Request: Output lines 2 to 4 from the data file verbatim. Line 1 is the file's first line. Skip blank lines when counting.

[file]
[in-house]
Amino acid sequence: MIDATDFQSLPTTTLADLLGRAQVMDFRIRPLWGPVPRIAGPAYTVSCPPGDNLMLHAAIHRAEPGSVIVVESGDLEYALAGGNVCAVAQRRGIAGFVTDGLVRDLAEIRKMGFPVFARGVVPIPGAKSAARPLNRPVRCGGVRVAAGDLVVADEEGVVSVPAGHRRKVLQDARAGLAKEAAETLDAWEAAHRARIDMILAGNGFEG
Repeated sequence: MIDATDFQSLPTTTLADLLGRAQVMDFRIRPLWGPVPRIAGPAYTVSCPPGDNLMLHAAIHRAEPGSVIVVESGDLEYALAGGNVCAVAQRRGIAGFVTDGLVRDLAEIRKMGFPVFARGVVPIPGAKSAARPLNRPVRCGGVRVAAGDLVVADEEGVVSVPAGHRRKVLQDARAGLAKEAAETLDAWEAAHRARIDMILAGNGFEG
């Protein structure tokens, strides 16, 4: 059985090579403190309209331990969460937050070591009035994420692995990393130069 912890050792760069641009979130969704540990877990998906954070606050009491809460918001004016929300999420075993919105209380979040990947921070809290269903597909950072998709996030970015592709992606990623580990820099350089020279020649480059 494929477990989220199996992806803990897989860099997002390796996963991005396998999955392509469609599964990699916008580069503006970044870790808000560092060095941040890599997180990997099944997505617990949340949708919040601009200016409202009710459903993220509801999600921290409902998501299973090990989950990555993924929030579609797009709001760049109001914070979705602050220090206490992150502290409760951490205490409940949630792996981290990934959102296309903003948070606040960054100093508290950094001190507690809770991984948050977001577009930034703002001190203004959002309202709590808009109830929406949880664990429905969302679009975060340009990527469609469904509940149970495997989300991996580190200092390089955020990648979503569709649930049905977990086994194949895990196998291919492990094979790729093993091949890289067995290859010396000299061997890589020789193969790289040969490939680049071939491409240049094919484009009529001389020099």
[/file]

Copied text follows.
Amino acid sequence: MIDATDFQSLPTTTLADLLGRAQVMDFRIRPLWGPVPRIAGPAYTVSCPPGDNLMLHAAIHRAEPGSVIVVESGDLEYALAGGNVCAVAQRRGIAGFVTDGLVRDLAEIRKMGFPVFARGVVPIPGAKSAARPLNRPVRCGGVRVAAGDLVVADEEGVVSVPAGHRRKVLQDARAGLAKEAAETLDAWEAAHRARIDMILAGNGFEG
Repeated sequence: MIDATDFQSLPTTTLADLLGRAQVMDFRIRPLWGPVPRIAGPAYTVSCPPGDNLMLHAAIHRAEPGSVIVVESGDLEYALAGGNVCAVAQRRGIAGFVTDGLVRDLAEIRKMGFPVFARGVVPIPGAKSAARPLNRPVRCGGVRVAAGDLVVADEEGVVSVPAGHRRKVLQDARAGLAKEAAETLDAWEAAHRARIDMILAGNGFEG
């Protein structure tokens, strides 16, 4: 059985090579403190309209331990969460937050070591009035994420692995990393130069 912890050792760069641009979130969704540990877990998906954070606050009491809460918001004016929300999420075993919105209380979040990947921070809290269903597909950072998709996030970015592709992606990623580990820099350089020279020649480059 494929477990989220199996992806803990897989860099997002390796996963991005396998999955392509469609599964990699916008580069503006970044870790808000560092060095941040890599997180990997099944997505617990949340949708919040601009200016409202009710459903993220509801999600921290409902998501299973090990989950990555993924929030579609797009709001760049109001914070979705602050220090206490992150502290409760951490205490409940949630792996981290990934959102296309903003948070606040960054100093508290950094001190507690809770991984948050977001577009930034703002001190203004959002309202709590808009109830929406949880664990429905969302679009975060340009990527469609469904509940149970495997989300991996580190200092390089955020990648979503569709649930049905977990086994194949895990196998291919492990094979790729093993091949890289067995290859010396000299061997890589020789193969790289040969490939680049071939491409240049094919484009009529001389020099």